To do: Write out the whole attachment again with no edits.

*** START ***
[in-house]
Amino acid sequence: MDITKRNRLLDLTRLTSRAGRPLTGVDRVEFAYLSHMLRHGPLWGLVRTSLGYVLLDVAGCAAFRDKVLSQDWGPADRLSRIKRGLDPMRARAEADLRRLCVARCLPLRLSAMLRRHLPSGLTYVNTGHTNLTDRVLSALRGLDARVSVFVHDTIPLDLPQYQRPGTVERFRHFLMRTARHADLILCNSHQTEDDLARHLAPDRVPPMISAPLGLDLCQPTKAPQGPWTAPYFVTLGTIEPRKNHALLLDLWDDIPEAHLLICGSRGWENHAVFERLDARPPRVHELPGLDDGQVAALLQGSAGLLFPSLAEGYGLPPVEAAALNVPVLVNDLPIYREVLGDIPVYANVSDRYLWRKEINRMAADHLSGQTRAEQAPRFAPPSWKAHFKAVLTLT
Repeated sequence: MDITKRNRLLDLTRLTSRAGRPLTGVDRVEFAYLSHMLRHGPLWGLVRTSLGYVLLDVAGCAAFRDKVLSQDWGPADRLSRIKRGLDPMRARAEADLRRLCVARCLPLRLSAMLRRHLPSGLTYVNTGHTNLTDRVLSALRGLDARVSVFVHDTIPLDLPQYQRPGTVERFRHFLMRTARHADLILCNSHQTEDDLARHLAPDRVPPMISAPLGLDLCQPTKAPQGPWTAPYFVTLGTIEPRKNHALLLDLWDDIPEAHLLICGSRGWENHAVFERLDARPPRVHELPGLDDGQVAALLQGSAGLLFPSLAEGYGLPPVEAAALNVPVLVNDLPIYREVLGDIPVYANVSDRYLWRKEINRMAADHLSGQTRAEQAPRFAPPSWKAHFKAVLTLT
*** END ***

[in-house]
Amino acid sequence: MDITKRNRLLDLTRLTSRAGRPLTGVDRVEFAYLSHMLRHGPLWGLVRTSLGYVLLDVAGCAAFRDKVLSQDWGPADRLSRIKRGLDPMRARAEADLRRLCVARCLPLRLSAMLRRHLPSGLTYVNTGHTNLTDRVLSALRGLDARVSVFVHDTIPLDLPQYQRPGTVERFRHFLMRTARHADLILCNSHQTEDDLARHLAPDRVPPMISAPLGLDLCQPTKAPQGPWTAPYFVTLGTIEPRKNHALLLDLWDDIPEAHLLICGSRGWENHAVFERLDARPPRVHELPGLDDGQVAALLQGSAGLLFPSLAEGYGLPPVEAAALNVPVLVNDLPIYREVLGDIPVYANVSDRYLWRKEINRMAADHLSGQTRAEQAPRFAPPSWKAHFKAVLTLT
Repeated sequence: MDITKRNRLLDLTRLTSRAGRPLTGVDRVEFAYLSHMLRHGPLWGLVRTSLGYVLLDVAGCAAFRDKVLSQDWGPADRLSRIKRGLDPMRARAEADLRRLCVARCLPLRLSAMLRRHLPSGLTYVNTGHTNLTDRVLSALRGLDARVSVFVHDTIPLDLPQYQRPGTVERFRHFLMRTARHADLILCNSHQTEDDLARHLAPDRVPPMISAPLGLDLCQPTKAPQGPWTAPYFVTLGTIEPRKNHALLLDLWDDIPEAHLLICGSRGWENHAVFERLDARPPRVHELPGLDDGQVAALLQGSAGLLFPSLAEGYGLPPVEAAALNVPVLVNDLPIYREVLGDIPVYANVSDRYLWRKEINRMAADHLSGQTRAEQAPRFAPPSWKAHFKAVLTLT